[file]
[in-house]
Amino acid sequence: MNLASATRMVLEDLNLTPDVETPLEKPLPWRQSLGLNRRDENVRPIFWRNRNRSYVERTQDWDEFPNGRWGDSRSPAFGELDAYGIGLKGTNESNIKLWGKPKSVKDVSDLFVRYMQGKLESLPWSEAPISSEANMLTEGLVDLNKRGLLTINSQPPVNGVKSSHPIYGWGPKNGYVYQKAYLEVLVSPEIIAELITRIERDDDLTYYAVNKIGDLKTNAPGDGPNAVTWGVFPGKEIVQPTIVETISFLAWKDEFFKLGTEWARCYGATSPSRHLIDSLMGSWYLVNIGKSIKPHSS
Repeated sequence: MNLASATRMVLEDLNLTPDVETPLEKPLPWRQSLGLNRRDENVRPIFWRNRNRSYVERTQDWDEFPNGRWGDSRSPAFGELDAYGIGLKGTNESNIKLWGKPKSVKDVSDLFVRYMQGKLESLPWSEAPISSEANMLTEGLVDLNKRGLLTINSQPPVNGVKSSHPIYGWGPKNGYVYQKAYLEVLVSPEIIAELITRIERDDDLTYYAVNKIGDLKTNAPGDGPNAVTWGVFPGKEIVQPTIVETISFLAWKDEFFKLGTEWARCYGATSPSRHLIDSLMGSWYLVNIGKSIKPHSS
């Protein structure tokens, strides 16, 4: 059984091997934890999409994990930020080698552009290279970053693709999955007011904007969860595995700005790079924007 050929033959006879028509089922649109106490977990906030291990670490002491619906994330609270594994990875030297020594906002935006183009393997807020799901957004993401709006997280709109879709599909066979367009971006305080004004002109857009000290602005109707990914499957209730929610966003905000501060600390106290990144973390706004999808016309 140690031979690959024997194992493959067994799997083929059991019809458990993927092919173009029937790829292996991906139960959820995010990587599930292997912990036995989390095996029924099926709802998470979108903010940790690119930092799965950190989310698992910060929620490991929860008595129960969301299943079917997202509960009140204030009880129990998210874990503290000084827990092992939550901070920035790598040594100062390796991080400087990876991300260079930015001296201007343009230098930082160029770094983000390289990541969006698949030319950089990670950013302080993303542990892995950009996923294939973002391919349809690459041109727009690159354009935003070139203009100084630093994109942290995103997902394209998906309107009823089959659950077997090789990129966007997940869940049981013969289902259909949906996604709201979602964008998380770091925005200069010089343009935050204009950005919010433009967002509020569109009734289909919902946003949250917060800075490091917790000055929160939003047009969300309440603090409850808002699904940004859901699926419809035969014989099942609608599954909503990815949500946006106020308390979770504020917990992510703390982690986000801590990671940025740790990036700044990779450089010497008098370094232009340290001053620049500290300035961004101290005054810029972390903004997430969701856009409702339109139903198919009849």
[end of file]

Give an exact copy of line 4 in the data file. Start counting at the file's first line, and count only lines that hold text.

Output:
């Protein structure tokens, strides 16, 4: 059984091997934890999409994990930020080698552009290279970053693709999955007011904007969860595995700005790079924007 050929033959006879028509089922649109106490977990906030291990670490002491619906994330609270594994990875030297020594906002935006183009393997807020799901957004993401709006997280709109879709599909066979367009971006305080004004002109857009000290602005109707990914499957209730929610966003905000501060600390106290990144973390706004999808016309 140690031979690959024997194992493959067994799997083929059991019809458990993927092919173009029937790829292996991906139960959820995010990587599930292997912990036995989390095996029924099926709802998470979108903010940790690119930092799965950190989310698992910060929620490991929860008595129960969301299943079917997202509960009140204030009880129990998210874990503290000084827990092992939550901070920035790598040594100062390796991080400087990876991300260079930015001296201007343009230098930082160029770094983000390289990541969006698949030319950089990670950013302080993303542990892995950009996923294939973002391919349809690459041109727009690159354009935003070139203009100084630093994109942290995103997902394209998906309107009823089959659950077997090789990129966007997940869940049981013969289902259909949906996604709201979602964008998380770091925005200069010089343009935050204009950005919010433009967002509020569109009734289909919902946003949250917060800075490091917790000055929160939003047009969300309440603090409850808002699904940004859901699926419809035969014989099942609608599954909503990815949500946006106020308390979770504020917990992510703390982690986000801590990671940025740790990036700044990779450089010497008098370094232009340290001053620049500290300035961004101290005054810029972390903004997430969701856009409702339109139903198919009849």